First a story -- an example of the deplorable consequences of complementarian theory rooted in a patriarchal context. Doris was the wife of an Assemblies of God deacon who endured physical abuse for years, unbeknownst to anyone in her church, except her pastor. This Pentecostal pastor informed her that she was to submit to her abusive husband, to pray for him, but never to abandon him: "He's your husband. You can't just leave him. It's his house. You're his wife. He has authority over you. You must be making him angry."3 So, Doris is treated like an object -- a piece of human property to be used at the disposal of the man -- and then she is blamed for his abusive attitude and practice. She is the victim and the victim is being blamed by the complementarian.
Doris, later, confided in a counselor named Nancie, who tried time and again to encourage Doris to leave her abusive husband, all to no avail. She was fearful of leaving her husband because her complementarian pastor insisted she had no biblically-valid reason for leaving. Nancie later moved to Florida, where she learned that Doris had been murdered by her husband. "As bizarre as it sounds," writes Grady, "this Christian woman was murdered by her own husband, a deacon in a Pentecostal church. Those who counsel abused women say this story is not as unique as it sounds."4 Some Complementarians will read this horror story and insist that I am appealing to emotion rather than properly exegeting Scripture on this subject. But this irresponsible reaction is merely the means by which they protect their cherished interpretative method.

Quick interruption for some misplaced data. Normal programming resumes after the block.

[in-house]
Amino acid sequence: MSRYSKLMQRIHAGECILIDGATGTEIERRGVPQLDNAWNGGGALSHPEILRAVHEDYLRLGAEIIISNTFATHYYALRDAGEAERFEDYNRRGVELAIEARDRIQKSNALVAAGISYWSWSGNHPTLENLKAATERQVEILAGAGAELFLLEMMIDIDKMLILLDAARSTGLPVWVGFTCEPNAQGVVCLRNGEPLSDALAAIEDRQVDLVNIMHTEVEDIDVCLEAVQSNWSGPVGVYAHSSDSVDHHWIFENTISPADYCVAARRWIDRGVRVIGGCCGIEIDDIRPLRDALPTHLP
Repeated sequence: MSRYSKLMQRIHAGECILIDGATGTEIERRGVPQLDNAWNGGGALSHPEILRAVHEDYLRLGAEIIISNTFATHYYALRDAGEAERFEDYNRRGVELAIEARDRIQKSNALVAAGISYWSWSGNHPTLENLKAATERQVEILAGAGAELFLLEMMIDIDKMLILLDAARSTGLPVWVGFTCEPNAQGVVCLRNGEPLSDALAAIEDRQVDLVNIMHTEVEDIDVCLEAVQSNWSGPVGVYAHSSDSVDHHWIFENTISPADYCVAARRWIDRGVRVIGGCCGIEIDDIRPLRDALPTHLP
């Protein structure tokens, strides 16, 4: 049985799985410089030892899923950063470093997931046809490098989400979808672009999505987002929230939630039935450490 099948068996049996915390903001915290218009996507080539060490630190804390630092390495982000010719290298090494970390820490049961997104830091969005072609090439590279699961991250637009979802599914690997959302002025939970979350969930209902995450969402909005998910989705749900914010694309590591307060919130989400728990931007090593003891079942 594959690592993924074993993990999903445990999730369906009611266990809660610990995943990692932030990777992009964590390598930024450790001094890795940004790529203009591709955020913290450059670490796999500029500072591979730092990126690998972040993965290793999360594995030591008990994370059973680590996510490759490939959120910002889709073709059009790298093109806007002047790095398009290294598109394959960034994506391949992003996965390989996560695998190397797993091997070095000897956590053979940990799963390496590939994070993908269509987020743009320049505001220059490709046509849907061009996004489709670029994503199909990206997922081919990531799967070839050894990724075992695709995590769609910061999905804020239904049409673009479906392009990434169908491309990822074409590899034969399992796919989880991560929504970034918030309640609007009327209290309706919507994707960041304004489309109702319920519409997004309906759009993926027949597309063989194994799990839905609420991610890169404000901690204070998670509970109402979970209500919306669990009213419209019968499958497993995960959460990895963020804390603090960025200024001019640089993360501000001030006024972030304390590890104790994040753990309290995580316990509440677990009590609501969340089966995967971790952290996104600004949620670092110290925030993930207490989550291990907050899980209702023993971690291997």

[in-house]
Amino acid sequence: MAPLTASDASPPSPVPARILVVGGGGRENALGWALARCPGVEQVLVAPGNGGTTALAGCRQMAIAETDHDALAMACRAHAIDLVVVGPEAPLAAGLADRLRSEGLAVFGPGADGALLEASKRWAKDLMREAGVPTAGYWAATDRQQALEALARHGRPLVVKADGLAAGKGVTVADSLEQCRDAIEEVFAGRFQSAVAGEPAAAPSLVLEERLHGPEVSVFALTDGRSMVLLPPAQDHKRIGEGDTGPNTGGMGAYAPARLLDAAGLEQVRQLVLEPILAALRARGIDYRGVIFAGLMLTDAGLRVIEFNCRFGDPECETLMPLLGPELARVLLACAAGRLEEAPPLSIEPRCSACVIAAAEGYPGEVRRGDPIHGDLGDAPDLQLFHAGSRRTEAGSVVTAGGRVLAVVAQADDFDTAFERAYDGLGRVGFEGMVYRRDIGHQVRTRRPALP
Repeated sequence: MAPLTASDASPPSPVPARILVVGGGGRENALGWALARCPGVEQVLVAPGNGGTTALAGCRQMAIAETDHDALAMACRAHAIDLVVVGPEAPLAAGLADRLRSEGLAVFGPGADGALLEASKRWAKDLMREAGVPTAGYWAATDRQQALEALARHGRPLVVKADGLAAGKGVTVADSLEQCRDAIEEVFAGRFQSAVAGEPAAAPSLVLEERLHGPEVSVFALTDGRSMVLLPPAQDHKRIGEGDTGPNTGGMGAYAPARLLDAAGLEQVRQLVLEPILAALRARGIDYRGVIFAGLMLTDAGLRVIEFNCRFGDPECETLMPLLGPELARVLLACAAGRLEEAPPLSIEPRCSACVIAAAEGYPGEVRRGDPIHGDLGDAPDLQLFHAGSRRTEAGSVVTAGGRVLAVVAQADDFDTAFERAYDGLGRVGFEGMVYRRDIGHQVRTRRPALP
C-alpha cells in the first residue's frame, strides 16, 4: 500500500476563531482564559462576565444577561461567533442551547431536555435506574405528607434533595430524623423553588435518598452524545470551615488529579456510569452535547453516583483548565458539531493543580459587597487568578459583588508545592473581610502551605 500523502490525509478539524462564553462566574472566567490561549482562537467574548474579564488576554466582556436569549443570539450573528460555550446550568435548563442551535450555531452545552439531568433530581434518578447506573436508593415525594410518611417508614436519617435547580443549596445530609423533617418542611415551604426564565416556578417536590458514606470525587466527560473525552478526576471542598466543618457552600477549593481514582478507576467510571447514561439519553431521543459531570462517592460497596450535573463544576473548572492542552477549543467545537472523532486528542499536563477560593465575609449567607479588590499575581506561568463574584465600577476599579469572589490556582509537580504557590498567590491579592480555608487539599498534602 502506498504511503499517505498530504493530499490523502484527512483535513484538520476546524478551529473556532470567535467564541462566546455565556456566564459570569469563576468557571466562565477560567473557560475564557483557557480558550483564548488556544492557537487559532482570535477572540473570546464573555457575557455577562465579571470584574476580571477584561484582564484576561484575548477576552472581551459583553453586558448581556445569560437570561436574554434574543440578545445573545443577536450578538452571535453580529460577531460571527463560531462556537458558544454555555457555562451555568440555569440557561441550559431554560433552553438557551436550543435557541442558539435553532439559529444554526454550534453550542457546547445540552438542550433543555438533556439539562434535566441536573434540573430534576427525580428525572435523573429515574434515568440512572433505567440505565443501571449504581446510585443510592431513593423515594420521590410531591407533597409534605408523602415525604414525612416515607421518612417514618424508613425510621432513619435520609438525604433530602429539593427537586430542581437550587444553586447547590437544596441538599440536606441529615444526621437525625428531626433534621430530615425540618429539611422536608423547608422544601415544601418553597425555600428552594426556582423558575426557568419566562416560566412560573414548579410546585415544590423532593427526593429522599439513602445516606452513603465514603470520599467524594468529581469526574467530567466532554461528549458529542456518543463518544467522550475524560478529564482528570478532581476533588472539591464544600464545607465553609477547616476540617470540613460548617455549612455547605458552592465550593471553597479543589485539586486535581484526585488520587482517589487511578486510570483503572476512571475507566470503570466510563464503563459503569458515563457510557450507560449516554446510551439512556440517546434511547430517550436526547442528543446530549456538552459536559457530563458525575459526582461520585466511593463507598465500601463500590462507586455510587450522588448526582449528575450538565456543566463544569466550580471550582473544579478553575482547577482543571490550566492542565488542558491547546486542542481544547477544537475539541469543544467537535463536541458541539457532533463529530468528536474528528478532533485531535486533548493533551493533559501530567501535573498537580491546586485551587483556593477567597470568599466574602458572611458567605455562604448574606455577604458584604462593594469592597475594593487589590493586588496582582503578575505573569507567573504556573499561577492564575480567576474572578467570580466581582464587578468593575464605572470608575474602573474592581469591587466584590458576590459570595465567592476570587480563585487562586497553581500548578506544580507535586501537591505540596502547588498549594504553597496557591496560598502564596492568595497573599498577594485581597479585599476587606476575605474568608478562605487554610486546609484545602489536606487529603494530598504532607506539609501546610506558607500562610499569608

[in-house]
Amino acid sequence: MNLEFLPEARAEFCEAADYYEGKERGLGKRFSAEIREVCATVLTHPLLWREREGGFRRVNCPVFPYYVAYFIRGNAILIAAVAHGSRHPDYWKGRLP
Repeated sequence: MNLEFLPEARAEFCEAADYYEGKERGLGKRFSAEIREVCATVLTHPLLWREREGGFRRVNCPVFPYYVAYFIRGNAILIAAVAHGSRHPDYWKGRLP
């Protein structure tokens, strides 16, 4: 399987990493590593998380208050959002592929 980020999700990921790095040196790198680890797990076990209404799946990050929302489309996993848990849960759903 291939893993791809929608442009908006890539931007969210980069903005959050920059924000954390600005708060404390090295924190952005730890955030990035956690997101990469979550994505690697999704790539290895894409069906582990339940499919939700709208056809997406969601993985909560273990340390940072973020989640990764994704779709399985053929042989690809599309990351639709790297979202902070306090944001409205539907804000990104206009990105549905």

For many of us egalitarians, such an irresponsible reaction is telling, in that they seem to care more about "being right" than they do about the women who are abused. Moreover, they also neglect to address the fact that, at times, complementarianism is instrumentally culpable for the abuse of women, as they are treated as objects over which to be ruled. Grady quotes Martin Luther: "Woman must neither begin nor complete anything without man: Where he is, there she must be, and bend before him as before a master, whom she shall fear and to whom she shall be subject and obedient."5 There can be little wonder why Calvinists, in particular, who follow this dehumanizing view of women are complementarian by default. God did not create a female for the male to rule over -- she was originally created to come alongside the male to help him; implicitly meaning, the man needed help, and the female could, in equal terms, help the man. (Gen. 2:20) God designed both male and female to work together in a coordinate unity (Gen. 1:26, 27, 28). Note particularly, "and let them rule" (Gen. 2:26, emphasis added), not "let him rule."
As for the husband of Doris, he may have been abusive due to a mental disorder, we do not know. The cause for his abuse, however, is irrelevant with regard to the advice of her complementarian pastor, who not only objectified her and blamed her for the abuse, even suggesting that she may be provoking her husband to hit her, but also gave her no way out of the abusive relationship that led to her being murdered. During one session, in which Doris again complained about the abuse, the pastor responded: "Don't worry. Even if you died you would go to be with the Lord. So you win either way. Just keep praying for him. But you are not allowed to leave."6 This is entirely unacceptable. How, exactly, does she "win either way"? If her husband murdered her then she "wins" by being with the Lord? But if he merely continues abusing her, how does she win? From my perspective, the pastor should be charged as an accomplice in her murder.
This post was written by William Birch. Tomorrow we will review part two and references will be provided as well.